“The concern the British Military felt about future Soviet intentions emerges clearly from a top-secret report on The Security of India and the Indian Ocean, prepared by Post-Hostilities Planning Staff of the War Cabinet on Churchill’s orders. This report states ‘The USSR is the only major power that would be capable of seriously threatening our interests in India and the Indian Ocean by 1955-1960’. The report also points out ‘It is of paramount importance that India should not secede from the Empire or  remain neutral in War’. ‘We must ensure that whatever constitutional changes occur, we retain the right to station Military Reserves in India… There might be political objections to stationing the strategic reserve in India proper after she has been granted Dominion Status… Central Headquarters India have suggested Baluchistan as an alternative to India proper, on the grounds that it may be relatively easy to exclude this territory from the Dominion of India”. “In the event of Soviet Aggression, early support from the US is essential to the security of our interests” 
The above paragraph proves quite conclusively that the western affliction with Russia far predates our alliance with Russia. It stands to reason that the British, having alluded to US support against Russia, would have discussed this with them. The western preoccupation with Russia is what started pushing India towards the Russians, slowly but surely. As proof, Pakistan joined the alliance in 1955. The Russians, initially cool towards India, also naturally followed the developments, and took advantage. Then came the chance to provide technology to India: in the form of steel plants. This technology was refused – but was given by the Russians, who were quick to spot an opportunity. Further, knowing the pride aspect of Indians, they offered technology transfer as well. The first Military deal was signed in 1962 – with full technology transfer – something the USA is yet to do as of 2013. It also needs to be noted that Indian and Russian interests did not clash in any segment – a fact which holds true to this day.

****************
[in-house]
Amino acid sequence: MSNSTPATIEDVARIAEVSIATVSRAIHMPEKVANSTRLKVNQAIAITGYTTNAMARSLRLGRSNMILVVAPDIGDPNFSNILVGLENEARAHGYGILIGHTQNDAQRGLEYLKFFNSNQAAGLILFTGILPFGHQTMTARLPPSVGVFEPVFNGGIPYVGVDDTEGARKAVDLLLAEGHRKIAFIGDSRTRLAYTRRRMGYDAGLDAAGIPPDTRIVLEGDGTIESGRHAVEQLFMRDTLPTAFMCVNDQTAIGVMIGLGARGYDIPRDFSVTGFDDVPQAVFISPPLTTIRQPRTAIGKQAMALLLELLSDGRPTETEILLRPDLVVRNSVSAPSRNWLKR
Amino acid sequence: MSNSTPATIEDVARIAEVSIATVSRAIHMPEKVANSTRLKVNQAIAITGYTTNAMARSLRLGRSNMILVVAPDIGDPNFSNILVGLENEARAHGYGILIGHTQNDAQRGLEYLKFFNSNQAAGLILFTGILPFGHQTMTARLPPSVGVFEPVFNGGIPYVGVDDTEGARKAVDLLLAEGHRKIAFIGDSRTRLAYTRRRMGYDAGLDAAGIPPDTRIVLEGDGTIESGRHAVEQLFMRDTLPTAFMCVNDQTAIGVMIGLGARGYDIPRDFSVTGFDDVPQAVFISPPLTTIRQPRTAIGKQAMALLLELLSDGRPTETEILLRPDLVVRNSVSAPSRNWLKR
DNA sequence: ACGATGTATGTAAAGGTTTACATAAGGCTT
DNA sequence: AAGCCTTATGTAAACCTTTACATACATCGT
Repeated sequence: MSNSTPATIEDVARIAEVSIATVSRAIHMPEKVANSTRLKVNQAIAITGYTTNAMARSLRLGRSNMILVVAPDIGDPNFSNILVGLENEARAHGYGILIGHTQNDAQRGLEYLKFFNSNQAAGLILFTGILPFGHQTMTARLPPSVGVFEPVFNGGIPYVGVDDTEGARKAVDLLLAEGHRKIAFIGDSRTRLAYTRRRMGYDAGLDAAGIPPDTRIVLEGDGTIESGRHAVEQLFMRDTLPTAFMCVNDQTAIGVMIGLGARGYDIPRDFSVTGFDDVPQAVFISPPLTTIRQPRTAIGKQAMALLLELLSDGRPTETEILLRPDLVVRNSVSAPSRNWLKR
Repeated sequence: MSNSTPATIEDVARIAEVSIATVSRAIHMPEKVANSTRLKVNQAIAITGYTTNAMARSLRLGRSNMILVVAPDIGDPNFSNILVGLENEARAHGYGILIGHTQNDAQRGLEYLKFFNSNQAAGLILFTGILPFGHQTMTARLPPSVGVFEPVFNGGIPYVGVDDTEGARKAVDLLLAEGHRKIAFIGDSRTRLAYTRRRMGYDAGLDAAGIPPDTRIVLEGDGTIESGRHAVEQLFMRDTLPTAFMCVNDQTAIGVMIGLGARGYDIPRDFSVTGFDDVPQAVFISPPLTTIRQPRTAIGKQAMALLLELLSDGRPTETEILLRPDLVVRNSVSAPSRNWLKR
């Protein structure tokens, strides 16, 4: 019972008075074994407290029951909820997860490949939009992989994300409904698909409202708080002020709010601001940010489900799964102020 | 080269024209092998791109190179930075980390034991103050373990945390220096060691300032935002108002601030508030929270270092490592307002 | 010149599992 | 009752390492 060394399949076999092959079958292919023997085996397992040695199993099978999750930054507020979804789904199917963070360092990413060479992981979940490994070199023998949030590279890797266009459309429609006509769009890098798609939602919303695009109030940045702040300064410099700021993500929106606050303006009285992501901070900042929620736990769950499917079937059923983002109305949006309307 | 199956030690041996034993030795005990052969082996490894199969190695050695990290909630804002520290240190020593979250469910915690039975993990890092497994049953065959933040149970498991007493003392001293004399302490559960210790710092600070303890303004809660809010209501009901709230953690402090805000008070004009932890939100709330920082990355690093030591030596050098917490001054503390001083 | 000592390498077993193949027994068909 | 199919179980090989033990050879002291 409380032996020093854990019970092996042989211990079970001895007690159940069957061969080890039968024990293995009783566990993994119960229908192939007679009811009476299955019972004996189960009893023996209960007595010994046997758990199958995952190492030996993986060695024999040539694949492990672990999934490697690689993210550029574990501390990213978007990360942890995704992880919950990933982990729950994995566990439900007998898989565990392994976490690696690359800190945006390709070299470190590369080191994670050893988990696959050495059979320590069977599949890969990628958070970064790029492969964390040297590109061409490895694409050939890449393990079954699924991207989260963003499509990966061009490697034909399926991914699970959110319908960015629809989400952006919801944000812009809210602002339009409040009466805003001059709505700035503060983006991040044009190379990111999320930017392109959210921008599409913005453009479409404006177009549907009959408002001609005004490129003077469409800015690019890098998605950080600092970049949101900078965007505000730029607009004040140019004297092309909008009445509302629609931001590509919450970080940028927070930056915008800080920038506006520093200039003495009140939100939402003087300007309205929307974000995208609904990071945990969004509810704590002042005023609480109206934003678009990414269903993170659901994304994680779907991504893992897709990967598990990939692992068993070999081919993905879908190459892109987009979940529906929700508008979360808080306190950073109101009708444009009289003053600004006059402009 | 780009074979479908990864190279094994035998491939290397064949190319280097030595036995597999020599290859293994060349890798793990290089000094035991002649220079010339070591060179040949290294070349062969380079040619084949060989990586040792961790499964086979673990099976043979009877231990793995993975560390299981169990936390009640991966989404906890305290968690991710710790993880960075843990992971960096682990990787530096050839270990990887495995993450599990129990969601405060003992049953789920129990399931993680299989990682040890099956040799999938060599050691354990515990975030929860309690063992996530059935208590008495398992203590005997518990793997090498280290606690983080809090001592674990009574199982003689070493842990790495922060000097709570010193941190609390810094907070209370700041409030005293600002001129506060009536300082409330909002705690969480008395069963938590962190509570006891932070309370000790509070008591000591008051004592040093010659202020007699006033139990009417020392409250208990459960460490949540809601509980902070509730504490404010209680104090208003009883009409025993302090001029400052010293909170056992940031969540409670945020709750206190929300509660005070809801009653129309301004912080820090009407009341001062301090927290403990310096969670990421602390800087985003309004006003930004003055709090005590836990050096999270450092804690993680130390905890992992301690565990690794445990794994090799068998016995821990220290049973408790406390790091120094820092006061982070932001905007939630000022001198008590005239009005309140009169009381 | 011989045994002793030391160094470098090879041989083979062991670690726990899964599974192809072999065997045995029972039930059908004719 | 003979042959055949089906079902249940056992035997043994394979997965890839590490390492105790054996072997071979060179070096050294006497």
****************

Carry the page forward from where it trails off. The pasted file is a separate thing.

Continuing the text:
As regards the Russian angle, we were never part of the Russian block. We were just allies. Further, please note that Russia offered technology transfer right from the start; and actually helped us whenever we were in dire need – whereas the USA always denied help – right from the 1930s and 1940s. Documented fact. US denial of help to India right from the Atlantic Charter predated the Indo – Russian alliance. Atlantic Charter, Refusal to give steel technology for steel plants, Military help to Pakistan from 1955 etc etc all predate India’s alliance with the Russians. I dont think the West has any right to object, given that they had refused us help consistently, right from 1947. An American president is even on record stating “I didnt think it (India) was important (as shown above)”. This statement also predates India’s so-called alliance with the Russians. If we went to Russia, it is the west which is responsible for it, with their refusal of help on innumerable occasions as well as building up Pakistan militarily. We had no option; we had to ally with Russia for self-defence. The West had better examine its own actions before preaching to India.
The record shows we approached USA first – and were spurned on each and every occasion. The reason is that USA was not interested in altruism or friendship; they needed a means to control the middle east and Russia – and Pakistan met the requirement.


1) The Shadow Of The Great Game – The Untold Story Of India’s Partition by Narendra Singh Sarila